We had the good fortune of connecting with Chelsea Andersson and we’ve shared our conversation below.
Hi Chelsea, how do you think about risk?
Putting your art out into the world, or starting any business really, takes so much courage. Being courageous and being a risk taker aren’t necessarily synonymous. I want to be courageous and share my work, but I am admittedly a risk-averse person. I always have been! Leaving my desk job to pursue creative passions fulltime just never felt like an option for me. It was too big a risk. Instead, I’ve taken small scale courageous steps that have helped me get closer to my goal. I spend my free time learning what I can and growing slowly so that when I’m finally ready to take the leap I’ll be well prepared.
Alright, so let’s move onto what keeps you busy professionally?
I have always loved miniatures. I spent all of my spare time as a kid making tiny things for my dolls and stuffed animals. But I never would have imagined that I could make a career out of miniatures.
I’m not a risk taker. In High School, when I was considering art school and a creative career path, my guidance counselor flat out laughed at me. In his mind, it wasn’t a stable, safe, or smart choice. I’ll never forget how that made me feel. I was humiliated, and I took it to heart. His reaction made me reconsider my career path entirely. Ultimately, I studied landscape architecture. It felt like a safe, somewhat creative path that I could find stability in.
In my studies, and later in my career – I found myself often needing to create models of our sites and designs. I fell in LOVE with the process, and was reminded of how much I loved miniatures.
I started making miniatures again in my free time and I just couldn’t stop. I wanted to share the joy of making miniatures with others, and soon launched a line of easy, modern dollhouse and furniture kits. “Simplekits” became my mainstay, and it was so fun to share my love of miniatures with other creatives who wanted to get into making dollhouses, but needed a starting point.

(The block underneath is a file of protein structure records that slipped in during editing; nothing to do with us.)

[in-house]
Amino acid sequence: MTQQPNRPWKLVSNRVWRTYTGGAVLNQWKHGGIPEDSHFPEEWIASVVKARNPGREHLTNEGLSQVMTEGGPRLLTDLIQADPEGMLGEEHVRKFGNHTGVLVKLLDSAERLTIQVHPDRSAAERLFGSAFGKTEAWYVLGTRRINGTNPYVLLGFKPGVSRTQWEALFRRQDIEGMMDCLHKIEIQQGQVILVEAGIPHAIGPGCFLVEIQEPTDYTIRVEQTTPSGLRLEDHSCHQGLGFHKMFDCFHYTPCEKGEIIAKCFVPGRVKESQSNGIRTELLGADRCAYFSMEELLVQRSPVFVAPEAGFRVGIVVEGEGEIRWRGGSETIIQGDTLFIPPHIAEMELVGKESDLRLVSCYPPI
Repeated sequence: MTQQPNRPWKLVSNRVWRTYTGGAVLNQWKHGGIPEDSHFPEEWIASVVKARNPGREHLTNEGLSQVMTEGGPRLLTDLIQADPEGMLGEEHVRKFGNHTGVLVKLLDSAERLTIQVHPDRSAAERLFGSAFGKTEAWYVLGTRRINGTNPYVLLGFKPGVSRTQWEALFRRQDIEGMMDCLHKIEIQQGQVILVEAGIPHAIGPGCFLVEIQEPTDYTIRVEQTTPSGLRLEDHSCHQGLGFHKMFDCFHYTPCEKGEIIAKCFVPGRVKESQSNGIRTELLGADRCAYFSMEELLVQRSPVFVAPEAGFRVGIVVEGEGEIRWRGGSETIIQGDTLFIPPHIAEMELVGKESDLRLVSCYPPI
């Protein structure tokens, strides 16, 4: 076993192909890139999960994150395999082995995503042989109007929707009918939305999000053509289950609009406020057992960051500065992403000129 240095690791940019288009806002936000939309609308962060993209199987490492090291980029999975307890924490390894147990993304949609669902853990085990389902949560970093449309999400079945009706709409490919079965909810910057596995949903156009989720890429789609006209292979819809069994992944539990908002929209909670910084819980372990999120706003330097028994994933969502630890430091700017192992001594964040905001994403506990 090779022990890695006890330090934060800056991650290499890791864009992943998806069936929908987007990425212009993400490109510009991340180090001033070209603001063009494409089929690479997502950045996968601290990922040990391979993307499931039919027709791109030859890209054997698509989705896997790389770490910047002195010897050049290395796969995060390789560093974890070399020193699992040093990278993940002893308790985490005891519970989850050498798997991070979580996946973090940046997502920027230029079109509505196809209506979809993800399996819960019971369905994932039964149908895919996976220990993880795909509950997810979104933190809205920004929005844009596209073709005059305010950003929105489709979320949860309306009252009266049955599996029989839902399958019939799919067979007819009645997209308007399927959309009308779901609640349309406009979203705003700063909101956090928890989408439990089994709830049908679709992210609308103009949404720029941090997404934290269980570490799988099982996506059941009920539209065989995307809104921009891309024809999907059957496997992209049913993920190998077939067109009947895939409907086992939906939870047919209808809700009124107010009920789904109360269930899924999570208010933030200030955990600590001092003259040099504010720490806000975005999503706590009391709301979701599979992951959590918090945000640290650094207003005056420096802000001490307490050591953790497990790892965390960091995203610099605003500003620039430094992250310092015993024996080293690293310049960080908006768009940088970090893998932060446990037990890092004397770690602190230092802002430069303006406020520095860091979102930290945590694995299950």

From there, I started also making bespoke miniatures. Often as props for stop motion videos, or brand campaigns, these custom items gave me a chance to stretch my creative muscles. I started saying yes to things I didn’t know how to do, with the knowledge that this was a paid chance to figure it out.
For me, continuing my career in Landscape Architecture while launching my creative career has given me freedom. I’ve been able to take on projects that give me a chance to learn and grow without constantly being worried about the bottom line. This slow growth isn’t for everyone. For me, taking intentional projects, and allowing myself to make things just for the sake of making them has been the perfect balance. The more passion projects I put out into the world, the more paid work seems to return. I have a friend who always says, “Tell everyone what you do.” This applies to social media too. Put the work you like doing out for the world to see. The right people will see it.
If you had a friend visiting you, what are some of the local spots you’d want to take them around to?
I’m up in the Bay Area. For me, this place is ALL about it’s proximity to nature. Here in Marin County we’ve got some amazing hikes that are just footsteps from the city. My go-to hikes are in Tennessee Valley, Muir Woods, and Point Reyes. Big trees and ocean breezes make every day a dream come true. We’d definitely fuel up at Equator Coffees and grab lunch at Sol Food. If time allows, we’d even go on a hunt to find all of the miniature highway signs that have *magically* appeared throughout town.
The Shoutout series is all about recognizing that our success and where we are in life is at least somewhat thanks to the efforts, support, mentorship, love and encouragement of others. So is there someone that you want to dedicate your shoutout to?
My biggest shoutout goes to Colette Peri (Coletteperi.com). When I first reached out to Coco to hire her for stop motion content of my work – she saw something I couldn’t see; a career path in creativity that she felt was completely attainable to me. She has mentored me and guided me, and most of all, been a constant cheerleader in all my creative endeavors. Our friendship has led to collaborations of miniatures and stop motion which have encouraged me to stretch my skillset and grow as a creative. She’s a champion of sharing what she knows and helping others learn the skills of stop motion and photography.